The scene inside your typical fast-food restaurant late at night can be a little sketchy, which may be why clients in the category tend to sidestep it in ads.
But McDonald’s New Zealand, eager to re-establish McDonald’s as the destination of choice after a night on the town, is having fun with it, unveiling an outdoor campaign from DDB Group Aotearoa with headlines that sound like inebriated people ordering food. Decoding them is half the fun.
“A bubble caught a panda and a cloak” is probably the best one, but there are many, as you can see here.
Joking about alcohol use can be a little tricky, but DDB says the client—including head of brand and media Leigh Benvie—was “thrilled” with the concept.
The DDB team—including chief creative officer Gary Steele, creative directors Ben Pegler and Veronica Copestake, and senior creative Adam Barnes—said they did some “complex research” to get in the mindset of late-night customers.
"We conducted a ground-breaking experiment that we all agreed was very sciency—at the pub," the agency told Ad Age. "After precisely a randomly large amount of swiftly consumed units of alcohol, our expert opinion was that we were sufficiently liquidated and had entered a temporary state of alcohol-induced dyslexia. We were ready to move to Phase 2: the McDonald’s restaurant down the road. Our early attempts to communicate our orders were met with blank stares and puzzled expressions. Potentially we had done too much prior research. But then suddenly, a breakthrough. Fortunately, the attentive staff were well versed in various dialects, including ours. They were able to skillfully decipher our confusing efforts to acquire sustenance, and in no time our respective orders were delivered to us. As the burgers and fries were inhaled, inaudible grunts were accompanied by newly discovered words such as “durricious,” “groood” and “naaarm, naaarm.” Our overwhelming conclusion was that McDonald’s undisputedly speaks late night. And it’s yummy."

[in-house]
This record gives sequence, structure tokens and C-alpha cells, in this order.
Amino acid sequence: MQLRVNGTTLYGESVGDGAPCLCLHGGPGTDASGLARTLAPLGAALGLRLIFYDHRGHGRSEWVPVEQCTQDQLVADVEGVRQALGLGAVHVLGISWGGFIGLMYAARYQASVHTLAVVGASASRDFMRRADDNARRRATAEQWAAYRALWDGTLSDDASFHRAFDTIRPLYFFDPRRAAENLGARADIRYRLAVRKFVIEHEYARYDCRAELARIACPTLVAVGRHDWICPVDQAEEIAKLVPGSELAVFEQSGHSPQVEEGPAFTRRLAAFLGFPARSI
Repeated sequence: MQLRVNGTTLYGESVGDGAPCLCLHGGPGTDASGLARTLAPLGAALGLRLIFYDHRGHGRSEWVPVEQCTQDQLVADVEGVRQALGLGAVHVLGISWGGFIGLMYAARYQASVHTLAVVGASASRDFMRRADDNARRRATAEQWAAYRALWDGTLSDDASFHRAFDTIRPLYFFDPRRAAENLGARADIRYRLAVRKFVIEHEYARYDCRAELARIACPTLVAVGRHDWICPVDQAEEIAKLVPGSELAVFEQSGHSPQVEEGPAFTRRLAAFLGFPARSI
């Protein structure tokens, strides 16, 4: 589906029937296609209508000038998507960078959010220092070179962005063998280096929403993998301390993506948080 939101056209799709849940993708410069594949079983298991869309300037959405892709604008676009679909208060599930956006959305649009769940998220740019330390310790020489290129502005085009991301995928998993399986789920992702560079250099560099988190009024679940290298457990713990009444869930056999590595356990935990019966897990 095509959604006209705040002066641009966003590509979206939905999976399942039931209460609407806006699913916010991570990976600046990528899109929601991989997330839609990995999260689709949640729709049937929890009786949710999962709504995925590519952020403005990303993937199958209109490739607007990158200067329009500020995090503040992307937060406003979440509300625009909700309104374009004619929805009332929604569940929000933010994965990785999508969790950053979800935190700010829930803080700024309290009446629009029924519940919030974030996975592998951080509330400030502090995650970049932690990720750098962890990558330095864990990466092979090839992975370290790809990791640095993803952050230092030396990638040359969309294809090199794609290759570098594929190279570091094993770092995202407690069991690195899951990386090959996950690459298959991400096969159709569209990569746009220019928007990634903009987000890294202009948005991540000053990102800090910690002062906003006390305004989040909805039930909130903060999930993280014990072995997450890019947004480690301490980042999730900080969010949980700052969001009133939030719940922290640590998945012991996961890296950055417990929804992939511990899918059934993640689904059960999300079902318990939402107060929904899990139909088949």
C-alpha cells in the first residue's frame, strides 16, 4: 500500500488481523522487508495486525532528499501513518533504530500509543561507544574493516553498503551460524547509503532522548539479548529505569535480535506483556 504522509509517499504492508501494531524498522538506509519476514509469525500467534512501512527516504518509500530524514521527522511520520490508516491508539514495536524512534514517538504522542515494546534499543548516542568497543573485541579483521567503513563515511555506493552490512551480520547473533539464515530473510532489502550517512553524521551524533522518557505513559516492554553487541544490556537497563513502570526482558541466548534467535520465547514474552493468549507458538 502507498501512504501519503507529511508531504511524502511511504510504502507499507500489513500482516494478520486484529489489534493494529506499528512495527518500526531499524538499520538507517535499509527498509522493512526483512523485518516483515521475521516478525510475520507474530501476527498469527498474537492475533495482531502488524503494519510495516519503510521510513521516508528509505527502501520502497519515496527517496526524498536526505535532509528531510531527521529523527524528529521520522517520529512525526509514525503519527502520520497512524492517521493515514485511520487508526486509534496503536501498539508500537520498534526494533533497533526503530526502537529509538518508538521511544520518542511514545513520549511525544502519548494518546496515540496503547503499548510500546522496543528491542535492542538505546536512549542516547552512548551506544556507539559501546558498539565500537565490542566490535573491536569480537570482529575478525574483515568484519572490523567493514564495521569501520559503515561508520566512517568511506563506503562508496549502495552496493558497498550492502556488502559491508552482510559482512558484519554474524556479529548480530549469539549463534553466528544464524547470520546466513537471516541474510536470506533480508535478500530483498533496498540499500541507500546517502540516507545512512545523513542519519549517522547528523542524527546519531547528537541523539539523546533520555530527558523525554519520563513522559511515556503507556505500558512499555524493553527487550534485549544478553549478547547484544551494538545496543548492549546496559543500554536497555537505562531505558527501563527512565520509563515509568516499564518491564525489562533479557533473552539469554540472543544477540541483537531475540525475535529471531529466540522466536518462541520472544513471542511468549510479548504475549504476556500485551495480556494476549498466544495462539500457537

These were clearly fun to work on, and amusing to decipher. As for McDonald’s workers in Auckland presented with actual slurred orders—well, we’d imagine that’s not quite as awesome.